Iowa is the nation's leading hog producer but there is concern about a virus which can kill newborn pigs. The virus has affected one Scott County farmer and his business so far.
Mike Paustian of Walcott raises and markets about 22,000 hogs per year.
In February, he lost about a thousand newborns when they contracted PEDV: Porcine Epidemic Diarrhea Virus. His newborns were dying from diarrhea and dehydration, costing him potentially $200,000.
"It really is only lethal to the youngest pigs," he said. "The newborns don't have many defenses against it."
How did the disease get to the United States? Nobody knows for sure. There is no cure, at least right now. The virus does not present a health risk to the public.
"It has no ability to effect humans," Paustian said. "Zero impact on the food supply as far as humans are concerned."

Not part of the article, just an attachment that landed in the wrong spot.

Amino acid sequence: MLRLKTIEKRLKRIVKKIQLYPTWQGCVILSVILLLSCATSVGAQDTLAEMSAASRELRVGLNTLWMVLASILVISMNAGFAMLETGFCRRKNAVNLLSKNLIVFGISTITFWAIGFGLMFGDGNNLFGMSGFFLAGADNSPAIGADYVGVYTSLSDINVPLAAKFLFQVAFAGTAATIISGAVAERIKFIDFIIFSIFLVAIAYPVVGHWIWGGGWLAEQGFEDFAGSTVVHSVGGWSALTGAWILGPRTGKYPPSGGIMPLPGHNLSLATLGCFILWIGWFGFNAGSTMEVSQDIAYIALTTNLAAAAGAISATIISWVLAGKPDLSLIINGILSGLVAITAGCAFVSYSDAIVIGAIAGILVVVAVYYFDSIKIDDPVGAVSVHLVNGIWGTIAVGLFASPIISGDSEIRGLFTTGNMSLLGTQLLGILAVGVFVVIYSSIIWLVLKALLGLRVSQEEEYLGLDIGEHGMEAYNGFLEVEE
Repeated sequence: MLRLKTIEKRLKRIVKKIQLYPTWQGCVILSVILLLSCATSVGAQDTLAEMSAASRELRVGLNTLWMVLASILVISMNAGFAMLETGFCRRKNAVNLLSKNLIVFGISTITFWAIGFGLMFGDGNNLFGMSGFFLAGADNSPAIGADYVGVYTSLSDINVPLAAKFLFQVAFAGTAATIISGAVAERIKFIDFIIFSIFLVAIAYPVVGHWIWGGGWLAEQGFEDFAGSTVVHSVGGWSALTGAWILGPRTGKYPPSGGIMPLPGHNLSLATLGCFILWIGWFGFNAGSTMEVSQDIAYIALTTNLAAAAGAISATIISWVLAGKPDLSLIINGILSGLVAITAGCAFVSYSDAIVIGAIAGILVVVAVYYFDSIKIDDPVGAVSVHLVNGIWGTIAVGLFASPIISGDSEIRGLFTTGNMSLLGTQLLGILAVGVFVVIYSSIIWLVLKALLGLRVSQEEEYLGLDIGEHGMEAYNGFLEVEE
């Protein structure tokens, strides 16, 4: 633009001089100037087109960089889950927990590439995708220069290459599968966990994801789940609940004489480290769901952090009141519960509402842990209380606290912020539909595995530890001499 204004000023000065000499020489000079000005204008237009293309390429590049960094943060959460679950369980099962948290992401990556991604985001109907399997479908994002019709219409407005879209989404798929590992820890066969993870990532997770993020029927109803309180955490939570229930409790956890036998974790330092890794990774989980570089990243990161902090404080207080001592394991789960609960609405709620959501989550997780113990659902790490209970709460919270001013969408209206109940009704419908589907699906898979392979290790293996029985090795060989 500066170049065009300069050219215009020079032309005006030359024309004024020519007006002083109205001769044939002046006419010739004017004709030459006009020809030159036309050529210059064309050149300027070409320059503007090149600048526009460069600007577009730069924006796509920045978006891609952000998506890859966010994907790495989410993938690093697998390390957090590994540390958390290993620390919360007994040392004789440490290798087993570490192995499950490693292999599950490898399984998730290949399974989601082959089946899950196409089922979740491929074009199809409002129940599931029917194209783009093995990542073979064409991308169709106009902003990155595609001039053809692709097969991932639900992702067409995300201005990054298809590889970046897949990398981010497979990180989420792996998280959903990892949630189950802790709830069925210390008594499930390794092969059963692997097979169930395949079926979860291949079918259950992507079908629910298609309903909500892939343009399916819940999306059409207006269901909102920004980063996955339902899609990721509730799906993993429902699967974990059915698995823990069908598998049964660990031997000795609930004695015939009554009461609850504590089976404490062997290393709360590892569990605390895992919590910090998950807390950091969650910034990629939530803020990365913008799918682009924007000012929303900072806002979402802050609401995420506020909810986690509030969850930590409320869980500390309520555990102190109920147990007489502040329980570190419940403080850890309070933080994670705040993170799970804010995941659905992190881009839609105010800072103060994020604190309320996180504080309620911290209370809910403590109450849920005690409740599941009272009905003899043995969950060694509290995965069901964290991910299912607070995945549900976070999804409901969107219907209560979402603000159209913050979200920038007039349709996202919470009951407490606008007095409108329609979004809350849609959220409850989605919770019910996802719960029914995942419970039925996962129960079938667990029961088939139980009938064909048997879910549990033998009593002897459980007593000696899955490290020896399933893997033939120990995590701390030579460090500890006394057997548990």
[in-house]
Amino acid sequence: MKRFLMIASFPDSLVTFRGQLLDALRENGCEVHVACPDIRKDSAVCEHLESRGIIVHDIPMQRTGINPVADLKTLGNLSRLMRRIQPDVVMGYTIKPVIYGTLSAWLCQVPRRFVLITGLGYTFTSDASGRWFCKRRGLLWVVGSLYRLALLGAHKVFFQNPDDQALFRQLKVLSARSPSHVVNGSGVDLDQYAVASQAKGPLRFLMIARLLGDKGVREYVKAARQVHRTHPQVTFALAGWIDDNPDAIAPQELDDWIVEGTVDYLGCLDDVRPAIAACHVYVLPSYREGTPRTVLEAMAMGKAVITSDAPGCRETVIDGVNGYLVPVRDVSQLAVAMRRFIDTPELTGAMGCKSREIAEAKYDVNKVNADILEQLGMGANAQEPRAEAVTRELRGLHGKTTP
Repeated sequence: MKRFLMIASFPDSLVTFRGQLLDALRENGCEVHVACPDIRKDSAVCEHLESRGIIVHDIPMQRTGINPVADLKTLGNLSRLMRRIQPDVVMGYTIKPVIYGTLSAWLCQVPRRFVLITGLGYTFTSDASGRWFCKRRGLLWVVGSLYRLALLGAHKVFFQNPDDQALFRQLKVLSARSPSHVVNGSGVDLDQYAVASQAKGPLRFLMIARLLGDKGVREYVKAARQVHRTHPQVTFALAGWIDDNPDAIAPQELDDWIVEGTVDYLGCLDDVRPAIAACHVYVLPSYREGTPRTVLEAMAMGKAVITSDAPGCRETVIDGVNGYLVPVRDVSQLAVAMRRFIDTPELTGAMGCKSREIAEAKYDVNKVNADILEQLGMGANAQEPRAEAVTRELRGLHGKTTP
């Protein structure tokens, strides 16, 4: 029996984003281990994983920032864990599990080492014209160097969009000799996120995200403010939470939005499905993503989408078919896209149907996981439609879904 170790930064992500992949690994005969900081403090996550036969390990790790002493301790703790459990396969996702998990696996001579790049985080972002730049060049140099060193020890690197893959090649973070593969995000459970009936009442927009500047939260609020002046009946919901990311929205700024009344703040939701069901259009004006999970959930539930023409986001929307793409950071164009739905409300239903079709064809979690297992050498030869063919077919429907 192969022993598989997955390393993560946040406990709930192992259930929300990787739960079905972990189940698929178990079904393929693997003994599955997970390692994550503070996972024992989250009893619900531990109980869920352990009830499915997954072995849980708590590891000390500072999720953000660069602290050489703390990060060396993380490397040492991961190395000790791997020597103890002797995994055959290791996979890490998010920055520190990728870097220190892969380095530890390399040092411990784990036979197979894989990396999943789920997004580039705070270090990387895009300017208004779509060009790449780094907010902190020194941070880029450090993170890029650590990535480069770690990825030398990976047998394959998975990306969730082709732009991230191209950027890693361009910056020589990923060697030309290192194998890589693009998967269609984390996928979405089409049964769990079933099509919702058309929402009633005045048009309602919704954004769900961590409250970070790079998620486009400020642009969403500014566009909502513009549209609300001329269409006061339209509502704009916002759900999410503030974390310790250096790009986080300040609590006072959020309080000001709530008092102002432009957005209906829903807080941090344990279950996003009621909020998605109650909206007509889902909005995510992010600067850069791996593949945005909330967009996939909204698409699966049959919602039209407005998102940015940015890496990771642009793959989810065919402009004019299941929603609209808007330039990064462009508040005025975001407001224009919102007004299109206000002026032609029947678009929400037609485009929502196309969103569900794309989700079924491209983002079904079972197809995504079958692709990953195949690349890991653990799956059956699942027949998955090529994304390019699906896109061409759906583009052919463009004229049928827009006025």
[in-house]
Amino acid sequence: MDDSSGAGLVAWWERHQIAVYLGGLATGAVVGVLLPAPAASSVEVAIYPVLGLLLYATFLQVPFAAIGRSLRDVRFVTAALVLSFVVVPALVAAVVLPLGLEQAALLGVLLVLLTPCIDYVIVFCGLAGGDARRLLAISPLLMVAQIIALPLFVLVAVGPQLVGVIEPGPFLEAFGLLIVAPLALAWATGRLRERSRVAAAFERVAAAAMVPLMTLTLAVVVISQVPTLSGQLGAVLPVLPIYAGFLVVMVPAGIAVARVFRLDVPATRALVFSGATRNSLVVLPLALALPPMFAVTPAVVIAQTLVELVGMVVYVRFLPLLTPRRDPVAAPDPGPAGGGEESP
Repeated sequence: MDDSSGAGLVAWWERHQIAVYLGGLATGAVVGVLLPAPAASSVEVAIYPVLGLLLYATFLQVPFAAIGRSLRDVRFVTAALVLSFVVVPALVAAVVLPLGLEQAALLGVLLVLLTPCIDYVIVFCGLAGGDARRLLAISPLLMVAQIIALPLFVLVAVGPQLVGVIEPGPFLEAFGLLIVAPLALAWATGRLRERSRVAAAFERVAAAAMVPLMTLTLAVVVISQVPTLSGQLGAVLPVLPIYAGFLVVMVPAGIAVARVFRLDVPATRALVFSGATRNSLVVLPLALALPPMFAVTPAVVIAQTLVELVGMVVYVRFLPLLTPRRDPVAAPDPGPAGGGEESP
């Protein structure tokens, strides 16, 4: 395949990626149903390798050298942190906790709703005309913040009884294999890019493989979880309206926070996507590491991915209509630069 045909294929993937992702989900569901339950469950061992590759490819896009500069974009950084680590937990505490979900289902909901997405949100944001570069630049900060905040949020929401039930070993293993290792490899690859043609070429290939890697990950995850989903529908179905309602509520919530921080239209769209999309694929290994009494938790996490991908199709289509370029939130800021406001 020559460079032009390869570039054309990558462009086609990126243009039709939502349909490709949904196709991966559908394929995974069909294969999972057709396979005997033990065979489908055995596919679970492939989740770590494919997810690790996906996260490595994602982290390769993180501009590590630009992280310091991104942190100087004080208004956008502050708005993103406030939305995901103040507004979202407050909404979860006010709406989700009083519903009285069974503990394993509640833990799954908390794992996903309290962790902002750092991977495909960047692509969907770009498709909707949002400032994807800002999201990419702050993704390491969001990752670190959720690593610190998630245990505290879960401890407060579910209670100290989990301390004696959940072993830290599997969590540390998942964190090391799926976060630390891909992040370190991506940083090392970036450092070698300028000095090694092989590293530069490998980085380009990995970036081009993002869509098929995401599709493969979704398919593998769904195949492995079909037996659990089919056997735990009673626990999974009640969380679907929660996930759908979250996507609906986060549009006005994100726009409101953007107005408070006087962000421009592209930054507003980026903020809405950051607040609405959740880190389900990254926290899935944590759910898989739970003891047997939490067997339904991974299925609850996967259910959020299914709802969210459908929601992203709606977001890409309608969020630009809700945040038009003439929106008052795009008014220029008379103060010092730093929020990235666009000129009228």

Paustian is extremely careful. He separates the piglets from the adults and houses them in separate buildings.
"We are very careful about where we have been before we go around our pigs," he said. "This herd has developed an immunity to the virus."
But the big question is how long will that immunity last?
"Obviously, if this disease gets here there are other diseases that can do the same thing, we obviously want to do everything we can to prevent that," he said.
Paustian uses these compost machines to dispose of the dead pigs.
"We eventually mix the dead pigs with wood shavings," he said. "Bacteria naturally breaks that down."
That compost is used as fertilizer for the crops. It's a swine virus that's a cause for concern down on the farm.
"The pork industry and the Federal Government are both putting a lot of time and money into trying to develop a vaccine or other management tools," he said. "That will allow us to handle the disease."
Paustian tested his herd about three weeks ago, and the pigs tested negative for the virus.
805 Brady Street, Davenport, IA 52803